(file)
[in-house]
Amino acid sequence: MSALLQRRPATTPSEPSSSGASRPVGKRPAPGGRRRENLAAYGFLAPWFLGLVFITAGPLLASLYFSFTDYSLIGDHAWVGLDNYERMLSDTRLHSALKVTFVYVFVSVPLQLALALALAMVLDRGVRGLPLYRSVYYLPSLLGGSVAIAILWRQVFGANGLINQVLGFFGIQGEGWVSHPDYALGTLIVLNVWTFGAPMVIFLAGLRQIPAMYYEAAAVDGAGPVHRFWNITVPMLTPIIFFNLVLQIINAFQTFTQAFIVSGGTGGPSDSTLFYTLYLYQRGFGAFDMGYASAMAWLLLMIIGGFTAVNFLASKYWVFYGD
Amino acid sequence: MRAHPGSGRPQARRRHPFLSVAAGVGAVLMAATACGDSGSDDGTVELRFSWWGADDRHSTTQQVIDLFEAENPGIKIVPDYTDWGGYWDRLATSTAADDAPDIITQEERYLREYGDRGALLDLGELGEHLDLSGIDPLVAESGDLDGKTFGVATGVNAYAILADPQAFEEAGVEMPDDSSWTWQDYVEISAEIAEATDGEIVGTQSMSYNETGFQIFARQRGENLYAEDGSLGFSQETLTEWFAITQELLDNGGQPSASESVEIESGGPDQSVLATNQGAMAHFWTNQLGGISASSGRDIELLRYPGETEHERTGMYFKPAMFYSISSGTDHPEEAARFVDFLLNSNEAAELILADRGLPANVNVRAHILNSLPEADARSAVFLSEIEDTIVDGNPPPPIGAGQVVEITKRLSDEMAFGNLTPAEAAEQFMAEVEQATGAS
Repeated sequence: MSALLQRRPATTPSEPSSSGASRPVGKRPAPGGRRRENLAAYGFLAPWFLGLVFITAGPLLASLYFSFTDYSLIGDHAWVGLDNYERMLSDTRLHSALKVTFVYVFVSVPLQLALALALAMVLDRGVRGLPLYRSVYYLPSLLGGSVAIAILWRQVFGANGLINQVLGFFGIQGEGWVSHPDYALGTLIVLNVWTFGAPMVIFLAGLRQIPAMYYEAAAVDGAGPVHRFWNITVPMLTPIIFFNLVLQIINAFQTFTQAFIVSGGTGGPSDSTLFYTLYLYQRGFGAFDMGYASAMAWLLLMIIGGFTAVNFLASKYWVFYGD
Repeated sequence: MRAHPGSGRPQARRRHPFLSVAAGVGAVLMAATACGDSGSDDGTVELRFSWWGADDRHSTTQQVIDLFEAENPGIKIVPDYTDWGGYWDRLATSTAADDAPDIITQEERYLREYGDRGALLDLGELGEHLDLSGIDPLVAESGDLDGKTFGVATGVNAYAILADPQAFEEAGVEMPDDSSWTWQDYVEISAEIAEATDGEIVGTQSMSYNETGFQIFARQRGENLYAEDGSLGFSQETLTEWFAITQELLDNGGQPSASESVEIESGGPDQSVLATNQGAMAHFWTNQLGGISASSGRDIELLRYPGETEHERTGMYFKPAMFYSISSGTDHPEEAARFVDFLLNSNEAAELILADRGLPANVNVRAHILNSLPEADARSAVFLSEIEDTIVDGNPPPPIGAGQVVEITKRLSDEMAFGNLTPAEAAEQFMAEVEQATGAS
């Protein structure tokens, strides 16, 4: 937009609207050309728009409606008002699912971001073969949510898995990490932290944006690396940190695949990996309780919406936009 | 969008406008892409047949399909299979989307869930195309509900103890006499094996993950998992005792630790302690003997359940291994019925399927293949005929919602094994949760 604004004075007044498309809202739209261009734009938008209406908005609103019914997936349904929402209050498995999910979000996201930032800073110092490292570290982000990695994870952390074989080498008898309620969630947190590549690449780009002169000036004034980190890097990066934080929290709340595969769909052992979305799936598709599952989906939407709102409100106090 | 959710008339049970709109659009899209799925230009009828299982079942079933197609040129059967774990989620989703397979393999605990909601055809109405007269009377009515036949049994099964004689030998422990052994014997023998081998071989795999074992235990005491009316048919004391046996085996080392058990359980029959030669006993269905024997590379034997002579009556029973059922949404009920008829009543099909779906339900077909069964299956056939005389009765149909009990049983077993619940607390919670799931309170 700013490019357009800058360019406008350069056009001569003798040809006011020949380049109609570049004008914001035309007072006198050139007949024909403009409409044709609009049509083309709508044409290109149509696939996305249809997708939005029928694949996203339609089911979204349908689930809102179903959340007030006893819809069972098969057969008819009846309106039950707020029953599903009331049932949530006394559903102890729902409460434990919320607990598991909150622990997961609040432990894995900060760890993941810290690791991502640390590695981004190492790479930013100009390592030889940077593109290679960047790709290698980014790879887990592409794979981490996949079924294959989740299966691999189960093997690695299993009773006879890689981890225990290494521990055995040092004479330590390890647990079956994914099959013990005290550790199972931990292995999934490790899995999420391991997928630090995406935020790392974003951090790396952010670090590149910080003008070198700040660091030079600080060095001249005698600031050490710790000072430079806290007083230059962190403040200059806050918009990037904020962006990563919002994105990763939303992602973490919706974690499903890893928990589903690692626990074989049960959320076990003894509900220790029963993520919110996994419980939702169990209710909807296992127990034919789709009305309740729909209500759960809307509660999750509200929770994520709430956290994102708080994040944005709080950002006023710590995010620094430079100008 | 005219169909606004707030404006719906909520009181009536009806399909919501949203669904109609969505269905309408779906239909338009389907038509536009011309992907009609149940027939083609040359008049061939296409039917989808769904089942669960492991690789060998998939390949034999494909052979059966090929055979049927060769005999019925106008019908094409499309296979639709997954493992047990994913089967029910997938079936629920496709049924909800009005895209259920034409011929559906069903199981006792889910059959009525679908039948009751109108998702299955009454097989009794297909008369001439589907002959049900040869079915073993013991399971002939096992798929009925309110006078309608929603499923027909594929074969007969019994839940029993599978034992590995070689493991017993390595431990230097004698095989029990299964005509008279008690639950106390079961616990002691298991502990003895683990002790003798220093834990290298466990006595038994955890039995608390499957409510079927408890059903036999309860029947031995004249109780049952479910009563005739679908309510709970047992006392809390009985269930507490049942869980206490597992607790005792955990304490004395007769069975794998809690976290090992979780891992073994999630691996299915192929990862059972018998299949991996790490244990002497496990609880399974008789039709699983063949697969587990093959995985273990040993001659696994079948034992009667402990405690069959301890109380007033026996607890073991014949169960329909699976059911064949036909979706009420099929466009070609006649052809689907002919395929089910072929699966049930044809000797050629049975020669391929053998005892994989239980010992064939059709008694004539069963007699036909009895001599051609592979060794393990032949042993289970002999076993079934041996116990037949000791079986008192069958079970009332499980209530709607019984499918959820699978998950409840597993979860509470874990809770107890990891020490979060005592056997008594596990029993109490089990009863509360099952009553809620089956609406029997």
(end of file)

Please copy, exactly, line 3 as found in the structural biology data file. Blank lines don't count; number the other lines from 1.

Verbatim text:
Amino acid sequence: MRAHPGSGRPQARRRHPFLSVAAGVGAVLMAATACGDSGSDDGTVELRFSWWGADDRHSTTQQVIDLFEAENPGIKIVPDYTDWGGYWDRLATSTAADDAPDIITQEERYLREYGDRGALLDLGELGEHLDLSGIDPLVAESGDLDGKTFGVATGVNAYAILADPQAFEEAGVEMPDDSSWTWQDYVEISAEIAEATDGEIVGTQSMSYNETGFQIFARQRGENLYAEDGSLGFSQETLTEWFAITQELLDNGGQPSASESVEIESGGPDQSVLATNQGAMAHFWTNQLGGISASSGRDIELLRYPGETEHERTGMYFKPAMFYSISSGTDHPEEAARFVDFLLNSNEAAELILADRGLPANVNVRAHILNSLPEADARSAVFLSEIEDTIVDGNPPPPIGAGQVVEITKRLSDEMAFGNLTPAEAAEQFMAEVEQATGAS